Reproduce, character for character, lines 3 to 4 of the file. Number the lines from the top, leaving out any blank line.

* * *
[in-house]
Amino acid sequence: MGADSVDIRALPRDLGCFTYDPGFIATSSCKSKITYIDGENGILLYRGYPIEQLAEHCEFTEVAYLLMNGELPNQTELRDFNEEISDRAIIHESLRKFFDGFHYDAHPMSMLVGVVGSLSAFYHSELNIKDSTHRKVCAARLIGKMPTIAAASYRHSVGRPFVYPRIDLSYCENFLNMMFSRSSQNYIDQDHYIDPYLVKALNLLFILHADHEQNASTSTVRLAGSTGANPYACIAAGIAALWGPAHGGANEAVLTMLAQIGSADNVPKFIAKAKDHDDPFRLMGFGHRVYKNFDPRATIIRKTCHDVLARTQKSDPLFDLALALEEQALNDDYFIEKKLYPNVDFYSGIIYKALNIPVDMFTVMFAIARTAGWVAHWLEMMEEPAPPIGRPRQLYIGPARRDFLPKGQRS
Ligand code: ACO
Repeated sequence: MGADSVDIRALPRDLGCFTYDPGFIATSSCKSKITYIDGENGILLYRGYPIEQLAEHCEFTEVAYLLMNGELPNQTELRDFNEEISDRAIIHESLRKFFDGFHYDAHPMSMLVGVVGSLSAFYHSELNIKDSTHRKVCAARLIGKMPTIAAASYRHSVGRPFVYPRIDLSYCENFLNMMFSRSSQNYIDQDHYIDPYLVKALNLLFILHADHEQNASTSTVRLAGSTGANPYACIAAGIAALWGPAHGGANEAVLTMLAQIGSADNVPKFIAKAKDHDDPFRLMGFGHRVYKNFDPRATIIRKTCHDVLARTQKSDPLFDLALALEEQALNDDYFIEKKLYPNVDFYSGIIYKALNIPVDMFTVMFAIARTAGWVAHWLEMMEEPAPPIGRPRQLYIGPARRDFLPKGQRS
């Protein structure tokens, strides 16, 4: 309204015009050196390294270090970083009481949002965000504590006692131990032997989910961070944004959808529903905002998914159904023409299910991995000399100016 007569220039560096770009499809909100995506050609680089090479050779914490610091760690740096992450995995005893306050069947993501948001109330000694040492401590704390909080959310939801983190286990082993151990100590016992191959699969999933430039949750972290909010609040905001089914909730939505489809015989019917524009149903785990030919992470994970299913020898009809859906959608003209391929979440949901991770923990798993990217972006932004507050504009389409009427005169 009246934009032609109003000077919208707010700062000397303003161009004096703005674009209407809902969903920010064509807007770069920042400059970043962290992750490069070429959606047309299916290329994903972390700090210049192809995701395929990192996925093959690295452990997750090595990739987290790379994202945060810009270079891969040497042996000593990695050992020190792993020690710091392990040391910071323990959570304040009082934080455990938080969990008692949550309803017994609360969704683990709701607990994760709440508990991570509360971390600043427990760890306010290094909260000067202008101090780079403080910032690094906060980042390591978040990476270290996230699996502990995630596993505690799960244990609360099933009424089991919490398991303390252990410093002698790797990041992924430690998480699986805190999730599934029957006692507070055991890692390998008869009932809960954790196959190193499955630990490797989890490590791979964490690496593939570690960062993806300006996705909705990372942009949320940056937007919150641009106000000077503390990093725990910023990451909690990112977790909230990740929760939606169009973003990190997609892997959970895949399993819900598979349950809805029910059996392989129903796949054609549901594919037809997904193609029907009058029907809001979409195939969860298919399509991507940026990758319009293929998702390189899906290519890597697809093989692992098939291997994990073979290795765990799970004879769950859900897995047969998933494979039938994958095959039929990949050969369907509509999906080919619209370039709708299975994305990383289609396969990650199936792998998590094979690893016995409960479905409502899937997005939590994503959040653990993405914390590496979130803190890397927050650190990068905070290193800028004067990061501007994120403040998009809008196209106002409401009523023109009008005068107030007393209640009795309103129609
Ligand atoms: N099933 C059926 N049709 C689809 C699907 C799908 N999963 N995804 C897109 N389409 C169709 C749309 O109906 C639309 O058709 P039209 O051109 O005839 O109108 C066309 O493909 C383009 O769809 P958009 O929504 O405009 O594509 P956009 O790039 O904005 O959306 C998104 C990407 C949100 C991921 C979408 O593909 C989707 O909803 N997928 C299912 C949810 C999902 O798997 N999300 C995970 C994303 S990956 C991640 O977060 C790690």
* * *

Ligand code: ACO
Repeated sequence: MGADSVDIRALPRDLGCFTYDPGFIATSSCKSKITYIDGENGILLYRGYPIEQLAEHCEFTEVAYLLMNGELPNQTELRDFNEEISDRAIIHESLRKFFDGFHYDAHPMSMLVGVVGSLSAFYHSELNIKDSTHRKVCAARLIGKMPTIAAASYRHSVGRPFVYPRIDLSYCENFLNMMFSRSSQNYIDQDHYIDPYLVKALNLLFILHADHEQNASTSTVRLAGSTGANPYACIAAGIAALWGPAHGGANEAVLTMLAQIGSADNVPKFIAKAKDHDDPFRLMGFGHRVYKNFDPRATIIRKTCHDVLARTQKSDPLFDLALALEEQALNDDYFIEKKLYPNVDFYSGIIYKALNIPVDMFTVMFAIARTAGWVAHWLEMMEEPAPPIGRPRQLYIGPARRDFLPKGQRS